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Ohio’s drug crisis is caused by Mexican cartels, NOT prescription drugs

Conservative Review

There are endless lawsuits in Ohio against pharmaceutical companies over the drug crisis, but to get the real culprit, it’s time to sue the government for not enforcing immigration laws. The drug crisis is all about the Mexican drug cartels and their criminal alien distribution networks in our country, not prescription opioids.

In 2017, 4,854 died in the Buckeye State from unintentional drug overdoses, more than any other year on record. Of those deaths, just 10.8 percent were from prescription drugs, according to the Ohio Department of Health. And there’s good reason to believe that some of those deaths are really the result of heroin too. According to the Centers for Disease Control (CDC), many of the deaths due to morphine are likely really heroin deaths but recorded as morphine in toxicology “because morphine is a metabolite of heroin.”

In fact, the number of prescription deaths actually decreased before the crisis even began. The entirety of the epidemic increase beginning around 2014 was due to fentanyl and, to a lesser extent, meth and cocaine. Here are two charts from the Ohio Department of Health’s 2017 overdose data that are worth more than 1,000 words.

So, what is causing the deaths? It’s all the Mexican drug cartels and their illicit drug distribution networks, often powered by illegal aliens. Recently, there have been several busts in the Toledo area. In the third major bust in northwest Ohio, federal drug cops arrested Robert Escobar for intent to traffic 21 pounds of fentanyl. That might not sound like a lot, but given that a lethal dose of fentanyl is about two milligrams, this stash was enough to kill well over four million people, or more than a third of the state’s population.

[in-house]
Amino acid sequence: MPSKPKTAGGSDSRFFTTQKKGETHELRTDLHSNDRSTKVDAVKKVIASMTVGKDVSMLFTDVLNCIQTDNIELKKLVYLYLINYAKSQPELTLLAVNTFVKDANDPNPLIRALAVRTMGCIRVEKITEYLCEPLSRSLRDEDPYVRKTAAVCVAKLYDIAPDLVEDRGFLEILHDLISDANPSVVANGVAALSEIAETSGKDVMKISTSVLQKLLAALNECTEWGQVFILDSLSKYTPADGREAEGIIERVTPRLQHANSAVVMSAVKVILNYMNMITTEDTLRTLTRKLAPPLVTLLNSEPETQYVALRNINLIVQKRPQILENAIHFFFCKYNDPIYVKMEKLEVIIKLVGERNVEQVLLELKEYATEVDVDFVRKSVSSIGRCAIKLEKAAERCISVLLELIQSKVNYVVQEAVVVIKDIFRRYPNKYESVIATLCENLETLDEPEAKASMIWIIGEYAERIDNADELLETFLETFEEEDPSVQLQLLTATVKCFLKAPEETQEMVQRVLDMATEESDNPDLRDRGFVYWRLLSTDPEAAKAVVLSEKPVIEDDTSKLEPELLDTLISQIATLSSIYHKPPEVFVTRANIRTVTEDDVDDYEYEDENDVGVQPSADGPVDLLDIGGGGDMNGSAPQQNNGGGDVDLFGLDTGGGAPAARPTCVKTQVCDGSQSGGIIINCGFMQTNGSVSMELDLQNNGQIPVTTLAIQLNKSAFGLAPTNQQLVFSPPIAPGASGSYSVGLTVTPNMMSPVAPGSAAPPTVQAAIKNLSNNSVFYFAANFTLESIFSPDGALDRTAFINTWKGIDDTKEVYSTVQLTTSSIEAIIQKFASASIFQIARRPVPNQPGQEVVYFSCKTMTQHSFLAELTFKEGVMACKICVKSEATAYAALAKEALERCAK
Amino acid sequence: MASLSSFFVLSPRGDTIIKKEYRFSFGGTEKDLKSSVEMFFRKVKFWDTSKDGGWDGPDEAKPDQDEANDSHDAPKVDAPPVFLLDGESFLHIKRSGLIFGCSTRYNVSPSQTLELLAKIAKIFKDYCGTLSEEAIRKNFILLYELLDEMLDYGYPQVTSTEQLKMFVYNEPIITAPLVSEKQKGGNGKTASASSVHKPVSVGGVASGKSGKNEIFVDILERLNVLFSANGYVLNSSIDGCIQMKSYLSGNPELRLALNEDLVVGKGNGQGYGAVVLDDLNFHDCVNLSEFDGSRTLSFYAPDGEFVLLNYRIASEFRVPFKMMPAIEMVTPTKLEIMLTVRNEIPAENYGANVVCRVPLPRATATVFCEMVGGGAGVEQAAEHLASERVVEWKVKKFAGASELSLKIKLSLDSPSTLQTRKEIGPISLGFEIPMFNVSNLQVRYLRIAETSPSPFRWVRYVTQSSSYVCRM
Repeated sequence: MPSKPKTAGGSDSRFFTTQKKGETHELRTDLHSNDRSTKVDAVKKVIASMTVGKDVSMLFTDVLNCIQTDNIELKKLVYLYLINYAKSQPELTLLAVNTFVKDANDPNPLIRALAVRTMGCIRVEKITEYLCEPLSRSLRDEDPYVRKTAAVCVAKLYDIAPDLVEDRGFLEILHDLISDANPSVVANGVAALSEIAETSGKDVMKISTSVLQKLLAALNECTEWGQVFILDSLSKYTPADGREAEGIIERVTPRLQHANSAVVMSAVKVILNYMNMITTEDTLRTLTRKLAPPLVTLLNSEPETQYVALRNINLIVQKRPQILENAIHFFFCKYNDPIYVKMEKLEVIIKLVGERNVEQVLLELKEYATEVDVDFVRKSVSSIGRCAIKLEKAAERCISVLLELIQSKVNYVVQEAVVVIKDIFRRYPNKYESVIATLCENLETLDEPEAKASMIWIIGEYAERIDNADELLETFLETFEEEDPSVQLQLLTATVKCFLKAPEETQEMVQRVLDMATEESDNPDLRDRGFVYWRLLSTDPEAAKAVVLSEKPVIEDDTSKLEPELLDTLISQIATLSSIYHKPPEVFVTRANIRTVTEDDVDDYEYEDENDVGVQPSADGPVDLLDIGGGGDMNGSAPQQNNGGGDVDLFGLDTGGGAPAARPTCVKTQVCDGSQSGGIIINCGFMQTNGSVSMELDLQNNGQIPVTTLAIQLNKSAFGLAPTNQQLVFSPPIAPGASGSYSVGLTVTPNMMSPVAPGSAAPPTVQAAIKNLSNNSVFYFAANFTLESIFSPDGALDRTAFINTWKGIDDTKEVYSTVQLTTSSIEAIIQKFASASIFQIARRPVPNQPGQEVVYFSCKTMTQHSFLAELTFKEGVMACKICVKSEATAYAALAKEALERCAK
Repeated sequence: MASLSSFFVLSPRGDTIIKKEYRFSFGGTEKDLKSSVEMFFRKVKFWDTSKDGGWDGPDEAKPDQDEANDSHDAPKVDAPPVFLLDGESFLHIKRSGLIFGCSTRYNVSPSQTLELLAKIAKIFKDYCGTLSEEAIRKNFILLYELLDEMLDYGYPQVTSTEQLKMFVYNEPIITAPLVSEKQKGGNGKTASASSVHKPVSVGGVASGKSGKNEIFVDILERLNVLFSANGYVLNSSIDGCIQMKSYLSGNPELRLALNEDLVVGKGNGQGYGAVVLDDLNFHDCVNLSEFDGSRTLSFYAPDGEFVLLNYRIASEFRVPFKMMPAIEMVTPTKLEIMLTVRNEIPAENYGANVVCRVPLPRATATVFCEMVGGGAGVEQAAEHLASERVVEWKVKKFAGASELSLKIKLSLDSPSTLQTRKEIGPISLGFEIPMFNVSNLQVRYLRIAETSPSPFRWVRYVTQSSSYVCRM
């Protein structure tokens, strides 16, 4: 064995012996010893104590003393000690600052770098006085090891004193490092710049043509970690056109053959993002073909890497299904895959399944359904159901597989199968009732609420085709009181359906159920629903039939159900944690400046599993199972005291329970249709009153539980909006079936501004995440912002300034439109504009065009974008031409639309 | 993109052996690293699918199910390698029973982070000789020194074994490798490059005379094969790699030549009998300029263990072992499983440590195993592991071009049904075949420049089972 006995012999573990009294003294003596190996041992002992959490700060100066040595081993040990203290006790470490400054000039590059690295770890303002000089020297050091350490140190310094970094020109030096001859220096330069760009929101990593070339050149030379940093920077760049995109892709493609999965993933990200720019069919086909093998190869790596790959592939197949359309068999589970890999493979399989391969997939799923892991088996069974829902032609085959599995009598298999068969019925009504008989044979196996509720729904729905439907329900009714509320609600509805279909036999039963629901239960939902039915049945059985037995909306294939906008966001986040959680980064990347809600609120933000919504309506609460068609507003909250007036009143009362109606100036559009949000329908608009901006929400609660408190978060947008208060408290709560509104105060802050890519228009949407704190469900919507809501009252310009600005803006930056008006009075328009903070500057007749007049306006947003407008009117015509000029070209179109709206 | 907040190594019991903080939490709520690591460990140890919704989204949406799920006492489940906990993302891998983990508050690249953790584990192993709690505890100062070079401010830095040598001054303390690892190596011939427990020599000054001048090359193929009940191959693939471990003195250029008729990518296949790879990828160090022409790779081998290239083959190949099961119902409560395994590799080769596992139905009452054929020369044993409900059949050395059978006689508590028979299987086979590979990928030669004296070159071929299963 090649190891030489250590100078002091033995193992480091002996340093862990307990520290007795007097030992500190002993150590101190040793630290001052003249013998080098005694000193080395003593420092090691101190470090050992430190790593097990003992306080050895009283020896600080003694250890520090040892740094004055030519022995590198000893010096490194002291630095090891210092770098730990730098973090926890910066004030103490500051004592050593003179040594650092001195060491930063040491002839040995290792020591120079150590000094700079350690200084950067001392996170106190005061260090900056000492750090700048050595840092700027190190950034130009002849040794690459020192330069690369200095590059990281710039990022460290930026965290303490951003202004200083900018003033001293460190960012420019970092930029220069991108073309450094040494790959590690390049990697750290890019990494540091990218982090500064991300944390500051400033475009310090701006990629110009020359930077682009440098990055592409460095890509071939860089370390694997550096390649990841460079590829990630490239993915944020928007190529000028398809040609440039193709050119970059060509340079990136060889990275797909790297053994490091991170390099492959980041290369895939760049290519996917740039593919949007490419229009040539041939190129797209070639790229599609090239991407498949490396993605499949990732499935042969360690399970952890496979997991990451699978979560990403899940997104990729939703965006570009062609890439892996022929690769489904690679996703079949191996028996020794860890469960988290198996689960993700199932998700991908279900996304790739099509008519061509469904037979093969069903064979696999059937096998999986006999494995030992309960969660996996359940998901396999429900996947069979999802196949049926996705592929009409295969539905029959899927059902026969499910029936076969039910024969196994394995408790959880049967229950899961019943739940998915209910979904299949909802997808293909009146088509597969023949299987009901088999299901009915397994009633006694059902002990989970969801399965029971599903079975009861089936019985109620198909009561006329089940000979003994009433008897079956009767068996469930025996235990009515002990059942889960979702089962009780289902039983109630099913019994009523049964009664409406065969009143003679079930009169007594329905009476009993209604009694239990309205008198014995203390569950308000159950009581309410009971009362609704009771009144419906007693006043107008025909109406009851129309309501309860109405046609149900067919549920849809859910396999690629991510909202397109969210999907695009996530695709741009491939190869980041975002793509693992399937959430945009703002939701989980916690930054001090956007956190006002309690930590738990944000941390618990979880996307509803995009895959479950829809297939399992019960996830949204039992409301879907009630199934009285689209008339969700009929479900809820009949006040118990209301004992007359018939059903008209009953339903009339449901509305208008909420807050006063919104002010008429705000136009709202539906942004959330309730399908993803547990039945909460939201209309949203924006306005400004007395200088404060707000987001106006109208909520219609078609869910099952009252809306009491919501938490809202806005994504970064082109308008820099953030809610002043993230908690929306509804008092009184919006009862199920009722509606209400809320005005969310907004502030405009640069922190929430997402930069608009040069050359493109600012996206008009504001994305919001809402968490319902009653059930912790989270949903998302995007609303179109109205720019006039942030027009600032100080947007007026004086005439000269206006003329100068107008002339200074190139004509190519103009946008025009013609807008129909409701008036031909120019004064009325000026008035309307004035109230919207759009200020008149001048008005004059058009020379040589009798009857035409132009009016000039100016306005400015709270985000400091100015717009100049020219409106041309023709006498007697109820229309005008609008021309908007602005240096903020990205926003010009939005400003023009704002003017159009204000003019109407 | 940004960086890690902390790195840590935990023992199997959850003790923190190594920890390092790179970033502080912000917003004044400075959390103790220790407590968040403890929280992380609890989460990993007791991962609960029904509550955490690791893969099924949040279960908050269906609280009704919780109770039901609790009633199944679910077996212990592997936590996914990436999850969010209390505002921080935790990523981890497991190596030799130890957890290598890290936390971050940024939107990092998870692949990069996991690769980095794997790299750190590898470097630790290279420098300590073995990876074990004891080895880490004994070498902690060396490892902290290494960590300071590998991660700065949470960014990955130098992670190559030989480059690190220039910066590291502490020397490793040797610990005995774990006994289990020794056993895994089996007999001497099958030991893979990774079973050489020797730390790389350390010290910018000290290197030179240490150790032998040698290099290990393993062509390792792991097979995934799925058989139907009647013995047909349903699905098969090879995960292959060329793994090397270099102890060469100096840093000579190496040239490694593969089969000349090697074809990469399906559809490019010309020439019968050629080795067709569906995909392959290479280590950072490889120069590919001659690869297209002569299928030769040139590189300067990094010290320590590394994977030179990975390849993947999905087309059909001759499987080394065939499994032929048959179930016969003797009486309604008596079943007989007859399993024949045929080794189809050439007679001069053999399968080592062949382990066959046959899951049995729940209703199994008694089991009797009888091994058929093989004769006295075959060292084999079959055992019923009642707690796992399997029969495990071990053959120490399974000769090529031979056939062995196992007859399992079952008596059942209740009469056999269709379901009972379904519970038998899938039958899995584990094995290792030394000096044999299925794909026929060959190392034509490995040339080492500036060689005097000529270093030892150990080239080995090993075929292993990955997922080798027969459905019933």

U.S. Attorney Justin Herdman, as quoted in the Toledo Blade, perfectly captures the trail of the drug crisis.

“Mexican cartel activity in Ohio is very high — it’s a significant threat to us across the whole state. It’s not just Toledo, it’s every midsized city, small town, and big city — every city has connections back to Mexican cartels,” Mr. Herdman said, adding Toledo has historically been a market because of its network of highways, along with its consumer demand.

“That’s where our drugs are coming from. They’re not being manufactured here in the United States, the way that they get here is through the networks that the cartels run.”

Reading this comment, I was reminded of what Robert Murphy, special agent in charge of the DEA’s Atlanta office, told me earlier this year. “The product doesn’t sell itself or produce itself. It’s the people who make the cartel run, collect the cash, do the distribution, engage in violence, and run operations for the cartel. Those are what’s essential. The product is an after-fact. Without the people, the cartels have no success.”

Who are these people? “Predominantly, what we arrest here is illegal aliens. Sure, you might find some Americans who would be willing to go to Mexico and work for the cartels, but it won’t be the level that they need to have the control of the U.S. market like they do now with the illegals and Mexican nationals.”

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